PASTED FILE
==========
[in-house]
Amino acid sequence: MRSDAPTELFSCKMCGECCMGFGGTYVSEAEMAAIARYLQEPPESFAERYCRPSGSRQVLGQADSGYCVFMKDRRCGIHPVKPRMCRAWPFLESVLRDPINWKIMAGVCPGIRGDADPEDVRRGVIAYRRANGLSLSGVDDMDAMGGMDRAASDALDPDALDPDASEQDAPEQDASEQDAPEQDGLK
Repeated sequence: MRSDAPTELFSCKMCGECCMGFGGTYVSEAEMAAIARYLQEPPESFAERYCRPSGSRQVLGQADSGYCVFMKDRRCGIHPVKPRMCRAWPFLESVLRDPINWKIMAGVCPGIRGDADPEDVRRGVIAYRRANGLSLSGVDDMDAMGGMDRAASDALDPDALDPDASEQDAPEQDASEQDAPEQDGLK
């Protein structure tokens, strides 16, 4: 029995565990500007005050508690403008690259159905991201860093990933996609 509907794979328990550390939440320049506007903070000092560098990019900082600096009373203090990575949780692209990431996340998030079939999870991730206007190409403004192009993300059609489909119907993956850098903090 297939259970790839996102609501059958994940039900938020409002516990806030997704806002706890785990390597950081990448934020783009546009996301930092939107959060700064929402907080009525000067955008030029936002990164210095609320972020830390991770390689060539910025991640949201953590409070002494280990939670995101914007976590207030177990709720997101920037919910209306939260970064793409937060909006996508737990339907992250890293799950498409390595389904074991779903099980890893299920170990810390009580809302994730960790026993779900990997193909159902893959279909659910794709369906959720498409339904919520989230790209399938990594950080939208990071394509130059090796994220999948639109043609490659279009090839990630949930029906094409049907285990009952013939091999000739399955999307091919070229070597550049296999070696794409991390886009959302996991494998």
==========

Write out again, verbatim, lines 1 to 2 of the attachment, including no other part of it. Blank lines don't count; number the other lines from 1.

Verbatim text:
[in-house]
Amino acid sequence: MRSDAPTELFSCKMCGECCMGFGGTYVSEAEMAAIARYLQEPPESFAERYCRPSGSRQVLGQADSGYCVFMKDRRCGIHPVKPRMCRAWPFLESVLRDPINWKIMAGVCPGIRGDADPEDVRRGVIAYRRANGLSLSGVDDMDAMGGMDRAASDALDPDALDPDASEQDAPEQDASEQDAPEQDGLK